Post # 1
i know they’re cheesy but that’s the fun part! it lightens the mood and makes people laugh.
i was at a wedding that didn’t have games or a bouqet toss or anything! i was so bored!
what are other options to entertain guests… that don’t cost a fortune!
Post # 3
brides not doing games… are you providing entertainment or just relying on dancing?
Post # 4
I will probably have at least something like that. My desire to be fancy is strong, but I’d rather people just have a good time. I wish there was a way to get an arcade setup.
Post # 5
I like games!
I love formal weddings too, but I never understand why people want such stuffy atmospheres, and then get touchy when guests just eat and leave!
When I get dressed all the way up, I want to party, and games help set a fun tone, imo.
Post # 6
I don’t think one game is too bad, like the shoe game. But I honestly think it is more fun to have a reception where there is lots of dancing and good food. =)
Post # 7
I’ve never been to a wedding with games… makes me think of a kids’ birthday party.
Post # 8
I want to provide croquet and giant jenga. I have a small reception space and it might be hot in summer. People will want to take breaks and wander around the lovely grounds for a bit, and croquet will also allow the ones who don’t like music and dancing to socialise! Also, the games are good for the kids.
Post # 9
@photogestelle: Totally agree!
I just feel like “cutesy” games make it feel more like a birthday party vs. a classy wedding. To each their own though.
Post # 10
- Wedding: October 2014 - UK
I’m looking to provide a selection of ‘giant games’ for people who don’t like dancing, and for the kids – giant jenga, giant connect 4, and maybe some tabletop games as well.
Also, since we’re getting married in Autumn, FH really wants to try and organise stuff so people can play conkers too, which would be so much fun, and I’m well up for that.
But things like the Shoe Game or whatever… They seem to me personally 1) a little self-obsessed (why do all my guests care who got what grades in high school?) and 2) even more boring for guests because they just have to sit and watch and are a ‘captive audience’. I’d much rather promote a relaxed atmosphere where people can have fun talking, dancing, drinking, eating and playing games!
Post # 11
I have social anxiety.
Games are kind of a nightmare to me.
Give me an opportunity to do something dumb and embarrass myself, no matter how small… I will find a way.
Post # 12
I don’t like being forced to do any kind of group thing. Any organized group thing isn’t fun to me. I like to do my own thing. I like dancing and eating and drinking, not being forced/ organized to do any specific thing.
Post # 13
I don’t like games that you have to particiapte in. But having the option is great! As long as there’s somewhere for people who don’t want to play to sit.
Post # 14
That seems more appropriate for the bridal shower or bachelorette.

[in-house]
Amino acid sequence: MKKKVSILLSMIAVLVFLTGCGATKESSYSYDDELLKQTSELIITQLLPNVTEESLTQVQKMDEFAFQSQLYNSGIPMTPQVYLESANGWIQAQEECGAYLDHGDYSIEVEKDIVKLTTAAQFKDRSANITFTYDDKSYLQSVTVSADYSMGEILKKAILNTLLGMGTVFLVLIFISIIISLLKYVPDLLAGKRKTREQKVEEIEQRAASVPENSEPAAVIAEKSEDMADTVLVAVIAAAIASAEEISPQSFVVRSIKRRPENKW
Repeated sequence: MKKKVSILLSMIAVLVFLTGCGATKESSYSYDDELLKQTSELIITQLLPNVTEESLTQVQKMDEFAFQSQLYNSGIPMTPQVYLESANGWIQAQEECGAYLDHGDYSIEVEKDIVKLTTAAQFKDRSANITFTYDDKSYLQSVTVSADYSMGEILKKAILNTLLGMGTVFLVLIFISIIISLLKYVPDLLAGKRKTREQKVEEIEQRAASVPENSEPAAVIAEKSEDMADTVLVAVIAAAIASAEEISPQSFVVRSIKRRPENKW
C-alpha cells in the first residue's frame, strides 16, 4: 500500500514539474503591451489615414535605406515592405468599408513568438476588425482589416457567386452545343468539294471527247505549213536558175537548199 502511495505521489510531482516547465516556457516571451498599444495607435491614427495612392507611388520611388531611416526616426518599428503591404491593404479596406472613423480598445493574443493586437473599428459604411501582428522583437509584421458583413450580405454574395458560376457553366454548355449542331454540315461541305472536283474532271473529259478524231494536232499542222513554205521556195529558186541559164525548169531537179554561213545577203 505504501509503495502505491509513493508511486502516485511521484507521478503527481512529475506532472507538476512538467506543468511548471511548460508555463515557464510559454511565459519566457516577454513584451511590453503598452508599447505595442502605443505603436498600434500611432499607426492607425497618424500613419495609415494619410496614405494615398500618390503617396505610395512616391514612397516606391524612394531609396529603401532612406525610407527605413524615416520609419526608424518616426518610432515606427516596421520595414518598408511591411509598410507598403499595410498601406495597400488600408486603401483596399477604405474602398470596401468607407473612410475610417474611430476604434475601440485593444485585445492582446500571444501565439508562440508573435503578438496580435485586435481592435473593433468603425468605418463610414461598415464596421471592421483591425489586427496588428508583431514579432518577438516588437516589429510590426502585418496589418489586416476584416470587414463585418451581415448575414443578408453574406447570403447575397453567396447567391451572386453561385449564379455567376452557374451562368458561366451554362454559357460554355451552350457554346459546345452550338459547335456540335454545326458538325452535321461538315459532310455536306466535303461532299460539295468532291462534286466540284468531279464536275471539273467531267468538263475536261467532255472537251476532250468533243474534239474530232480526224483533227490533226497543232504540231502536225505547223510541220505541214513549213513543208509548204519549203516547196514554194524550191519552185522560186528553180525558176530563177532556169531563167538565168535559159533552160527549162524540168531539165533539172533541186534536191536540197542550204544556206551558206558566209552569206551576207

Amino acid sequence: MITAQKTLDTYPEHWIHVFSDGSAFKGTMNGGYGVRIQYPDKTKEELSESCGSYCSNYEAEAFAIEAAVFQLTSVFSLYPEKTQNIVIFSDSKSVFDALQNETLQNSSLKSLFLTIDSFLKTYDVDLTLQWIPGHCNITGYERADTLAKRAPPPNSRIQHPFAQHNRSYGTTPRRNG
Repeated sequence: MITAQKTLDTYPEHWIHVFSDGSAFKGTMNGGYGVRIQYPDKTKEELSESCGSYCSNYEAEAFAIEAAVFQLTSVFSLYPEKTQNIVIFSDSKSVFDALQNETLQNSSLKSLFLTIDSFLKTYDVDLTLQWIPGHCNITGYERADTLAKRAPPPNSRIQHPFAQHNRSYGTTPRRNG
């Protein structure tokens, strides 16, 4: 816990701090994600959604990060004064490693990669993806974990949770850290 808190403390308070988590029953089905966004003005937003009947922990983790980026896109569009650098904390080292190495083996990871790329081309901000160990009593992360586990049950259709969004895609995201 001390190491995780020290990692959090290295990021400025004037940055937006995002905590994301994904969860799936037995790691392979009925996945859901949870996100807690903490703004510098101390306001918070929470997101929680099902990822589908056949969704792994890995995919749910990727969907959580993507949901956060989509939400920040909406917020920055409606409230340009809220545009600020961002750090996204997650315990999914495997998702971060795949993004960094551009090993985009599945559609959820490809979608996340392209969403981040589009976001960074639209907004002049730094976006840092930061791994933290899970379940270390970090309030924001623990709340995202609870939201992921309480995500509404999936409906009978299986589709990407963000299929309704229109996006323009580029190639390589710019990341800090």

Post # 15
@mrsztobee: We wont have games, but are definitely doing bouquet/garter toss! Also, I’m hoping to hire a magician to roam around and entertain and possibly a charicature (sp?) artist. I’m hoping most people will be up and dancing but I’m considering having a games table and giant lawn jenga and badminton? SO and I both love badminton, so we’re hoping to have that atleast! 🙂
Post # 16
I don’t like them, for a few reasons.
1) I think they’re juvenile; the last time I went to a party with games I was 11, and even then I felt too old for it.
2) I think they can make people feel uncomfortable if they’re the type of thing where everyone has to join in; not everyone likes this type of thing, and your guest’s comfort is paramount.
3) I think they can get boring. I’ve been to parties where they’ve got guests involved in lengthy quizzes, and it bores me to death. If I wanted to sit doing a quiz for 2 hours, I’d go to a pub quiz. At a party, I like to be able to have fun and chat to people, and have a dance, not sit around in silence doing a quiz.
4) I think they can make things disjointed, as you get groups of people playing games, and then an empty dance-floor with no-one wanting to dance.
5) I find them a kind of ‘forced fun’, especially if it’s kind of compulsory to join in.
6) A well-organised party with a good crowd of people shouldn’t need games to give it an atmosphere. We host a lot of parties, and the atmosphere is always great, as we think carefully about who we’re inviting (people that will get on well even if they don’t know each other, a balance of ages and personalities, etc), and also VERY carefully about the music. Get the music wrong for your guests, and that’s when you run the risk of everyone sitting around awkwardly. We take our guest’s tastes into consideration and then mix things up eg if we have 10 younger people into chart music/RnB, and 50 older people, we might play one recent song for every 4 older ones; that way people tend to stay on the dancefloor.
The only ‘game’ we’re having at our wedding will be a mock photo-booth which we’re setting up for about 45 minutes during the evening reception, primarily because we want some fun pictures.